Computational Consciousness: Building a Self-Preserving Organism

  • Allan Kardec Barros
Conference paper
Part of the Advances in Experimental Medicine and Biology book series (AEMB, volume 657)


Consciousness has been a subject of crescent interest among the neuroscience community. However, building machine models of it is quite challenging, as it involves many characteristics and properties of the human brain which are poorly defined or are very abstract. Here I propose to use information theory (IT) to give a mathematical framework to understand consciousness. For this reason, I used the term “computational”. This work is grounded on some recent results on the use of IT to understand how the cortex codes information, where redundancy reduction plays a fundamental role. Basically, I propose a system, here called “organism”, whose strategy is to extract the maximal amount of information from the environment in order to survive. To highlight the proposed framework, I show a simple organism composed of a single neuron which adapts itself to the outside dynamics by taking into account its internal state, whose perception is understood here to be related to “feelings”.


Cost Function Receptive Field Internal State Primary Visual Cortex Sparse Code 
These keywords were added by machine and not by the authors. This process is experimental and the keywords may be updated as the learning algorithm improves.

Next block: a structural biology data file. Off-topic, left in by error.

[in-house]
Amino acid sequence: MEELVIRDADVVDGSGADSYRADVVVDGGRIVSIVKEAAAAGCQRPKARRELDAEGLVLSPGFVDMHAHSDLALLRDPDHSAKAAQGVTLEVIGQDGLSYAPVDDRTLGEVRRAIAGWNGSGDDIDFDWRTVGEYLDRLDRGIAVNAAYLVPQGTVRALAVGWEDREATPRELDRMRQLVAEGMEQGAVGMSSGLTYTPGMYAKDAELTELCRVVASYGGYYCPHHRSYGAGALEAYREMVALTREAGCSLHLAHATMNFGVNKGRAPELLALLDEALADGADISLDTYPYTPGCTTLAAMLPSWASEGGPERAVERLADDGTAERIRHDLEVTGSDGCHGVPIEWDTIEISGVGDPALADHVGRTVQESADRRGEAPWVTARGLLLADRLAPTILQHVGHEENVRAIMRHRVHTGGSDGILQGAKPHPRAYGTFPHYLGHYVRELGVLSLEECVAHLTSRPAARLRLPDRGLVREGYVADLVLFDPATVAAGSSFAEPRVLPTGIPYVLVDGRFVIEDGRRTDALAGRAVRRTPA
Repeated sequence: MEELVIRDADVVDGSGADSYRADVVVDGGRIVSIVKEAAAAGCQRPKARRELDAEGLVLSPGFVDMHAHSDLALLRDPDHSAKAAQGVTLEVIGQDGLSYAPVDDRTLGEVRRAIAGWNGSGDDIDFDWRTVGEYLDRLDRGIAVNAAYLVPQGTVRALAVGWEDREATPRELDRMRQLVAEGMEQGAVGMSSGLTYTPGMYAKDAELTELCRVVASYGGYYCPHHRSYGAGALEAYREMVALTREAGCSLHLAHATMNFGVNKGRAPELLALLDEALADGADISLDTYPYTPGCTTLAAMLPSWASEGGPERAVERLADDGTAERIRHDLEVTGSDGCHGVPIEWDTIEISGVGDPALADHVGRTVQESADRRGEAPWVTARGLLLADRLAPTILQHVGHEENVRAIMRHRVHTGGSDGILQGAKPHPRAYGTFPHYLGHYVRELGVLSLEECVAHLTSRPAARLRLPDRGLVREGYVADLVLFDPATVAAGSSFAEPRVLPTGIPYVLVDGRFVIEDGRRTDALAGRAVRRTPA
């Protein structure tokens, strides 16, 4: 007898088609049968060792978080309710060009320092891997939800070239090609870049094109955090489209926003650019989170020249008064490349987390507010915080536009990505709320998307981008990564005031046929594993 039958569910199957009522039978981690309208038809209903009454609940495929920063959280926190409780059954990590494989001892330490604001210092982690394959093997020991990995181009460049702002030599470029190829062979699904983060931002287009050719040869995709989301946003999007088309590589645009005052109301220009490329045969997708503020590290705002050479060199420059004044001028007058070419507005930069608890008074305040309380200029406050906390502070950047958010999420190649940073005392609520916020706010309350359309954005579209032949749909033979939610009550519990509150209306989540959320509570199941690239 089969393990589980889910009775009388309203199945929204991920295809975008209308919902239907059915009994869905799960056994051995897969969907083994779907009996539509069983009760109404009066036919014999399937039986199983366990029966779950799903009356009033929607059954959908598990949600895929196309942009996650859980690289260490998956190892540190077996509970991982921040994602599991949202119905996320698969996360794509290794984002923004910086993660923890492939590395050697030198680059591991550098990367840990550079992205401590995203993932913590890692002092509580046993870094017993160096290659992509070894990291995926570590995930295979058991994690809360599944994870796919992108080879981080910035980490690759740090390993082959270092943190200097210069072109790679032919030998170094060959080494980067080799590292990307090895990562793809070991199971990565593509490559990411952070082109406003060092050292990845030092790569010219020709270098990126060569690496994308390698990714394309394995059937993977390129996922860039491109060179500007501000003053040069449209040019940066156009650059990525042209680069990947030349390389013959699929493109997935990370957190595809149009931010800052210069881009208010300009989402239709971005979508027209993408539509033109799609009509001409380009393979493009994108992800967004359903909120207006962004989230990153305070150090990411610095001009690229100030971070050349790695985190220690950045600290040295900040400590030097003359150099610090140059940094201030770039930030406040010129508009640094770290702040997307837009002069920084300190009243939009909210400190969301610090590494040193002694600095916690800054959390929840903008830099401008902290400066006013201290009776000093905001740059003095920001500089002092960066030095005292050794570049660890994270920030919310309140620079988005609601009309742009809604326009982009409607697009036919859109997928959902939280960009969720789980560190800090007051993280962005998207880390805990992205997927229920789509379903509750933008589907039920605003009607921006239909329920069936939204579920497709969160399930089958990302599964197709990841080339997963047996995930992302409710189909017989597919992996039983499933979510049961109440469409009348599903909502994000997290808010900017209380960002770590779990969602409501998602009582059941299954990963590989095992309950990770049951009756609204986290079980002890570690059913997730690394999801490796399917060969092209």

1. Aleksander I, Dunmall B (2003) Axioms and tests for the presence of minimal consciousness in agents. J Conscious Stud 10(4–5):7–18.Google Scholar
  2. Baars, B.J.: A Cognitive Theory of Consciousness (Cambridge Univ. Press, Cambridge, MA, 1988).Google Scholar
  3. Barlow, H.B.: “Unsupervised learning”. Neural Computation, 1:295–311, 1989.CrossRefGoogle Scholar
  4. Barros, A. and Principe, J: “A Model for Neural Regulation of Heart Rate Based on Statistical Independence”. Submitted to neural computation.Google Scholar
  5. Bell. A: “The co-information lattice”. In Proceedings of the 4th Symposium on Independent component analysis and Blind signal separation (ICA2003), pp. 921–926. 2003.Google Scholar
  6. Coppola, D. and Purves, D. “The extraordinary rapid disappearance of entoptic images”, Proc. Natl. Acad. Sci. USA 93: 8001–8004, 1996.PubMedCrossRefGoogle Scholar
  7. Damasio, A.: Body and emotion in the making of consciousness. In Portuguese. Shchwarcz Editora. 2000.Google Scholar
  8. Damasio, A.: Looking for Spinoza: joy, sorrow and the feeling brain. In Portuguese. Shchwarcz Editora 2004.Google Scholar
  9. Dawson, G. D.: The central control of sensory inflow. Proc. Roy. Soc. Med., London 51 (5), 531–535 (1958).Google Scholar
  10. Delfosse, N, Loubaton, P. “Adaptive blind separation of sources: a deflation approach”, Signal Processing. 45: 59–83. 1995.Google Scholar
  11. Edelman, G. M., W. Einar Gall, W. M. Cowan (eds.): Signal and Sense. Local and Global Order in Perceptual Maps. Wiley, New York 1990.Google Scholar
  12. Field, D. J.: “What is the goal of sensory coding?” Neural Computation, 6:559–601. 1994.CrossRefGoogle Scholar
  13. Hagbarth, K. E., D. J. B. Kerr: Central influences on spinal afferent conduction. J. Neurophysiol. 17 (3), 295–297 (1954).Google Scholar